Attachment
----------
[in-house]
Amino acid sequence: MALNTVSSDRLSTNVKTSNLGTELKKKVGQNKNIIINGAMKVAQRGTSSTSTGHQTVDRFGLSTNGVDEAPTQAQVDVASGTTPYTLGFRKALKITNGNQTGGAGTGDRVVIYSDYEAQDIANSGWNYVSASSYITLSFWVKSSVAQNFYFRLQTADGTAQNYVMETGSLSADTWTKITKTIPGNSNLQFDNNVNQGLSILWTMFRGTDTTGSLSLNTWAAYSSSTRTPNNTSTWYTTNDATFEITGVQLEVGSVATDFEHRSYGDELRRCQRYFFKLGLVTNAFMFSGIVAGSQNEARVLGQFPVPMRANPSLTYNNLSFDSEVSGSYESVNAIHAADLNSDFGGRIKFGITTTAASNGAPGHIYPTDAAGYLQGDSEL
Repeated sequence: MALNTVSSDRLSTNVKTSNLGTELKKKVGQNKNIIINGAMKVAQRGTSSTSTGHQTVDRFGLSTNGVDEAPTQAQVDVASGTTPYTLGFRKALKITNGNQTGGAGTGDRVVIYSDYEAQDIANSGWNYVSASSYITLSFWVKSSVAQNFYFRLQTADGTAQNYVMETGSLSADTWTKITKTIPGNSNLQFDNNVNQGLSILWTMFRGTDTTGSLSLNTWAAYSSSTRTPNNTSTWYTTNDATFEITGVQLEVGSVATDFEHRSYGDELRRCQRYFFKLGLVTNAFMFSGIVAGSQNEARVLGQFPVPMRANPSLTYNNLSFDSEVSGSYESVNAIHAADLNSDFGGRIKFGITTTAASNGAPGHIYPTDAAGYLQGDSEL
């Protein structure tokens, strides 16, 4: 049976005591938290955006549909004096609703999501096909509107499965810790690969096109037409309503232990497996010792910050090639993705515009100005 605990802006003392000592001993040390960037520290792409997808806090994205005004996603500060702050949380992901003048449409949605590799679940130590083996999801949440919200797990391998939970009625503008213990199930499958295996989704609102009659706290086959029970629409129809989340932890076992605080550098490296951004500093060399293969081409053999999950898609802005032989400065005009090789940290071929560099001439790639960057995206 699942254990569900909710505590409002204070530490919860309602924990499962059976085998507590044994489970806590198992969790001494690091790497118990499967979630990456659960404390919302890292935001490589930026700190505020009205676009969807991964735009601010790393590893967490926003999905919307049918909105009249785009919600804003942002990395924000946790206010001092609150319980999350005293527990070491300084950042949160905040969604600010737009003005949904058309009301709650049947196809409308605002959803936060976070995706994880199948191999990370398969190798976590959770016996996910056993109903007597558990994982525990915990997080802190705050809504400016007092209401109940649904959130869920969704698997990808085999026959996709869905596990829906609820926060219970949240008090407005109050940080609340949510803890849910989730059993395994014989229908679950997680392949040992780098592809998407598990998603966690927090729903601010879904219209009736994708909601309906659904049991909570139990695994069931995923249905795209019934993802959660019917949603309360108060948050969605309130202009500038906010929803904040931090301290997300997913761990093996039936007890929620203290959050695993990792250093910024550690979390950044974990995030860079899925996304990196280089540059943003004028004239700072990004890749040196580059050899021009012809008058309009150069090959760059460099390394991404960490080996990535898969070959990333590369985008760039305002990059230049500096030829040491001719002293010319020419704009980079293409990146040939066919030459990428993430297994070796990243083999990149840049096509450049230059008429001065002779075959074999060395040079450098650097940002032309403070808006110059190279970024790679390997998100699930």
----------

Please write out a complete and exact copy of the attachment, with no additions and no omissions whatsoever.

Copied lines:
[in-house]
Amino acid sequence: MALNTVSSDRLSTNVKTSNLGTELKKKVGQNKNIIINGAMKVAQRGTSSTSTGHQTVDRFGLSTNGVDEAPTQAQVDVASGTTPYTLGFRKALKITNGNQTGGAGTGDRVVIYSDYEAQDIANSGWNYVSASSYITLSFWVKSSVAQNFYFRLQTADGTAQNYVMETGSLSADTWTKITKTIPGNSNLQFDNNVNQGLSILWTMFRGTDTTGSLSLNTWAAYSSSTRTPNNTSTWYTTNDATFEITGVQLEVGSVATDFEHRSYGDELRRCQRYFFKLGLVTNAFMFSGIVAGSQNEARVLGQFPVPMRANPSLTYNNLSFDSEVSGSYESVNAIHAADLNSDFGGRIKFGITTTAASNGAPGHIYPTDAAGYLQGDSEL
Repeated sequence: MALNTVSSDRLSTNVKTSNLGTELKKKVGQNKNIIINGAMKVAQRGTSSTSTGHQTVDRFGLSTNGVDEAPTQAQVDVASGTTPYTLGFRKALKITNGNQTGGAGTGDRVVIYSDYEAQDIANSGWNYVSASSYITLSFWVKSSVAQNFYFRLQTADGTAQNYVMETGSLSADTWTKITKTIPGNSNLQFDNNVNQGLSILWTMFRGTDTTGSLSLNTWAAYSSSTRTPNNTSTWYTTNDATFEITGVQLEVGSVATDFEHRSYGDELRRCQRYFFKLGLVTNAFMFSGIVAGSQNEARVLGQFPVPMRANPSLTYNNLSFDSEVSGSYESVNAIHAADLNSDFGGRIKFGITTTAASNGAPGHIYPTDAAGYLQGDSEL
């Protein structure tokens, strides 16, 4: 049976005591938290955006549909004096609703999501096909509107499965810790690969096109037409309503232990497996010792910050090639993705515009100005 605990802006003392000592001993040390960037520290792409997808806090994205005004996603500060702050949380992901003048449409949605590799679940130590083996999801949440919200797990391998939970009625503008213990199930499958295996989704609102009659706290086959029970629409129809989340932890076992605080550098490296951004500093060399293969081409053999999950898609802005032989400065005009090789940290071929560099001439790639960057995206 699942254990569900909710505590409002204070530490919860309602924990499962059976085998507590044994489970806590198992969790001494690091790497118990499967979630990456659960404390919302890292935001490589930026700190505020009205676009969807991964735009601010790393590893967490926003999905919307049918909105009249785009919600804003942002990395924000946790206010001092609150319980999350005293527990070491300084950042949160905040969604600010737009003005949904058309009301709650049947196809409308605002959803936060976070995706994880199948191999990370398969190798976590959770016996996910056993109903007597558990994982525990915990997080802190705050809504400016007092209401109940649904959130869920969704698997990808085999026959996709869905596990829906609820926060219970949240008090407005109050940080609340949510803890849910989730059993395994014989229908679950997680392949040992780098592809998407598990998603966690927090729903601010879904219209009736994708909601309906659904049991909570139990695994069931995923249905795209019934993802959660019917949603309360108060948050969605309130202009500038906010929803904040931090301290997300997913761990093996039936007890929620203290959050695993990792250093910024550690979390950044974990995030860079899925996304990196280089540059943003004028004239700072990004890749040196580059050899021009012809008058309009150069090959760059460099390394991404960490080996990535898969070959990333590369985008760039305002990059230049500096030829040491001719002293010319020419704009980079293409990146040939066919030459990428993430297994070796990243083999990149840049096509450049230059008429001065002779075959074999060395040079450098650097940002032309403070808006110059190279970024790679390997998100699930």